Percutaneous nerve electrical stimulation for fatigue caused by chemotherapy for cervical cancer

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Abstract

This retrospective study investigated the effectiveness of percutaneous nerve electrical stimulation (PNES) for fatigue caused by chemotherapy for cervical cancer survivors.

Totally, 83 cases of fatigue caused by chemotherapy for cervical cancer survivors were analyzed. All these cases were assigned to a treatment group (n = 43), and a control group (n = 40). Patients in the treatment group received PNES, while the subjects in the control group were on waiting list. The treatment was applied once daily for a total of 6 weeks. The primary endpoint was fatigue. It was evaluated by the Multidimensional Fatigue Inventory (MFI), and Fatigue Questionnaire (FQ). The secondary endpoints consisted of anxiety and depression. They were measured by the Hospital Anxiety and Depression Scale (HADS). All outcomes were measured before and after 6-week treatment.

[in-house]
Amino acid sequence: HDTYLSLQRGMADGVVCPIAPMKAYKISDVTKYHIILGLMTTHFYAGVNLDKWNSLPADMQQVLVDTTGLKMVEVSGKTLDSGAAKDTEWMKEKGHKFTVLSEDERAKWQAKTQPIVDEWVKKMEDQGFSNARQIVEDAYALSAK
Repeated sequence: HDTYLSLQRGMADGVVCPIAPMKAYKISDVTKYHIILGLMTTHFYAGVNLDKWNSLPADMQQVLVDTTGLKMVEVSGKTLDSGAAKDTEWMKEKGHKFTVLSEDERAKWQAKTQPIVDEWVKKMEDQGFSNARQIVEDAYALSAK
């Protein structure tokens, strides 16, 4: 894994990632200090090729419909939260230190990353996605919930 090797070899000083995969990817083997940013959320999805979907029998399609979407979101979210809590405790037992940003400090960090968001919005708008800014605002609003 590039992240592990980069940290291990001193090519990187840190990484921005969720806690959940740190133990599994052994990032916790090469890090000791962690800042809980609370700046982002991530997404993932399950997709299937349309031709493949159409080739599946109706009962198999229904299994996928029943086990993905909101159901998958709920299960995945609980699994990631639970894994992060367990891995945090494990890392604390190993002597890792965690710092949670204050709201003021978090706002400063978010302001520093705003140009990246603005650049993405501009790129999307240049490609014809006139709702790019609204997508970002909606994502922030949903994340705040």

After treatment, PNES did not show significant difference in fatigue relief, measured by MFI (General fatigue, P = .31; Physical fatigue, P = .44; Activity, P = .36; Motivation, P = .55; Mental fatigue, P = .49), and FQ (Mental fatigue, P = .29; Physical fatigue, P = .35); and the reduction of anxiety and depression, measured by the HADS (Anxiety, P = .21; Depression, P = .17) after 6 weeks treatment between 2 groups.

This study demonstrated that PNES may not benefit for cervical cancer survivors with fatigue caused by chemotherapy after 6-week treatment.

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